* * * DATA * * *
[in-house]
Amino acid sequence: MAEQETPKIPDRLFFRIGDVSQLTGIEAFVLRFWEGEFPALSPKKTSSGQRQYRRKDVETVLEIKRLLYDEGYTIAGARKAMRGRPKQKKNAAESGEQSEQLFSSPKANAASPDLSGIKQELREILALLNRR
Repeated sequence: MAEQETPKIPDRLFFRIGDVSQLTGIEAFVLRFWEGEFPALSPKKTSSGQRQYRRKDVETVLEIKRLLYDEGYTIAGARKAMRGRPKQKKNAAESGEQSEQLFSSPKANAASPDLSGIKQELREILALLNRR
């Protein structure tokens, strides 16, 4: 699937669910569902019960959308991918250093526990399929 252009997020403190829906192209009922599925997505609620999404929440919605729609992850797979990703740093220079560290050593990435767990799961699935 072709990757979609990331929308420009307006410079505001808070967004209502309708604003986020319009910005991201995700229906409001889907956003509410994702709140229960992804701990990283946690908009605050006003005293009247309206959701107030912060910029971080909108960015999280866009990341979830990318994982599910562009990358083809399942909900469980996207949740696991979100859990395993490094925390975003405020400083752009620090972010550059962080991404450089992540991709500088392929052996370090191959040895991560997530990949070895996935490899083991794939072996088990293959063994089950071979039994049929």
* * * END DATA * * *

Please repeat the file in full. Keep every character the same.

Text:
[in-house]
Amino acid sequence: MAEQETPKIPDRLFFRIGDVSQLTGIEAFVLRFWEGEFPALSPKKTSSGQRQYRRKDVETVLEIKRLLYDEGYTIAGARKAMRGRPKQKKNAAESGEQSEQLFSSPKANAASPDLSGIKQELREILALLNRR
Repeated sequence: MAEQETPKIPDRLFFRIGDVSQLTGIEAFVLRFWEGEFPALSPKKTSSGQRQYRRKDVETVLEIKRLLYDEGYTIAGARKAMRGRPKQKKNAAESGEQSEQLFSSPKANAASPDLSGIKQELREILALLNRR
């Protein structure tokens, strides 16, 4: 699937669910569902019960959308991918250093526990399929 252009997020403190829906192209009922599925997505609620999404929440919605729609992850797979990703740093220079560290050593990435767990799961699935 072709990757979609990331929308420009307006410079505001808070967004209502309708604003986020319009910005991201995700229906409001889907956003509410994702709140229960992804701990990283946690908009605050006003005293009247309206959701107030912060910029971080909108960015999280866009990341979830990318994982599910562009990358083809399942909900469980996207949740696991979100859990395993490094925390975003405020400083752009620090972010550059962080991404450089992540991709500088392929052996370090191959040895991560997530990949070895996935490899083991794939072996088990293959063994089950071979039994049929």